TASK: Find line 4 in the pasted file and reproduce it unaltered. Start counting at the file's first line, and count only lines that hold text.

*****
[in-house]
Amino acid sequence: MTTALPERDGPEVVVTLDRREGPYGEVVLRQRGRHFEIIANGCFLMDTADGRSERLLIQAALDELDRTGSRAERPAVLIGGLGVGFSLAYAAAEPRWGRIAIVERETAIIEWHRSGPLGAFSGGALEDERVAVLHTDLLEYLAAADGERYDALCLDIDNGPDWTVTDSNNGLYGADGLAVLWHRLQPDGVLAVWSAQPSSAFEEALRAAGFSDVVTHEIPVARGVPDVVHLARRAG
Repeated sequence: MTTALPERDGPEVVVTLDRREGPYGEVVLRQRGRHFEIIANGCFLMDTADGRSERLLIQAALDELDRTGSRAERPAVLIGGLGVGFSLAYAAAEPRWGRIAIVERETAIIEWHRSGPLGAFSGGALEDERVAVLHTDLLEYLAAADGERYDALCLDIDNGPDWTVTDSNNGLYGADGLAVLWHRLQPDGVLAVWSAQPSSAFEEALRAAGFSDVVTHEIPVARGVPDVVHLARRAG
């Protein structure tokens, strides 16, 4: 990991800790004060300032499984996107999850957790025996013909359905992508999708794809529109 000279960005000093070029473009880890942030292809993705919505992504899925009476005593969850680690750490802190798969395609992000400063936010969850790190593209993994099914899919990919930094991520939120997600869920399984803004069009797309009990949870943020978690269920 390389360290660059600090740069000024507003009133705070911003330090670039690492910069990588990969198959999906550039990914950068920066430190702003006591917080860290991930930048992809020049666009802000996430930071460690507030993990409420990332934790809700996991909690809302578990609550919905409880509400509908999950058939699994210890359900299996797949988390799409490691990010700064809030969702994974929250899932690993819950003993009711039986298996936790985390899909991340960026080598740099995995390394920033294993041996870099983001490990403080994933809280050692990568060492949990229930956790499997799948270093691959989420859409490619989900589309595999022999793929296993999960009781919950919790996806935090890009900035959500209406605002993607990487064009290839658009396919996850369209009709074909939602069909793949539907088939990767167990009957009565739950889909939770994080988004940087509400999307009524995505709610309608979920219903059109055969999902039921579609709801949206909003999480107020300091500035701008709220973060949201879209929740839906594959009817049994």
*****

């Protein structure tokens, strides 16, 4: 990991800790004060300032499984996107999850957790025996013909359905992508999708794809529109 000279960005000093070029473009880890942030292809993705919505992504899925009476005593969850680690750490802190798969395609992000400063936010969850790190593209993994099914899919990919930094991520939120997600869920399984803004069009797309009990949870943020978690269920 390389360290660059600090740069000024507003009133705070911003330090670039690492910069990588990969198959999906550039990914950068920066430190702003006591917080860290991930930048992809020049666009802000996430930071460690507030993990409420990332934790809700996991909690809302578990609550919905409880509400509908999950058939699994210890359900299996797949988390799409490691990010700064809030969702994974929250899932690993819950003993009711039986298996936790985390899909991340960026080598740099995995390394920033294993041996870099983001490990403080994933809280050692990568060492949990229930956790499997799948270093691959989420859409490619989900589309595999022999793929296993999960009781919950919790996806935090890009900035959500209406605002993607990487064009290839658009396919996850369209009709074909939602069909793949539907088939990767167990009957009565739950889909939770994080988004940087509400999307009524995505709610309608979920219903059109055969999902039921579609709801949206909003999480107020300091500035701008709220973060949201879209929740839906594959009817049994």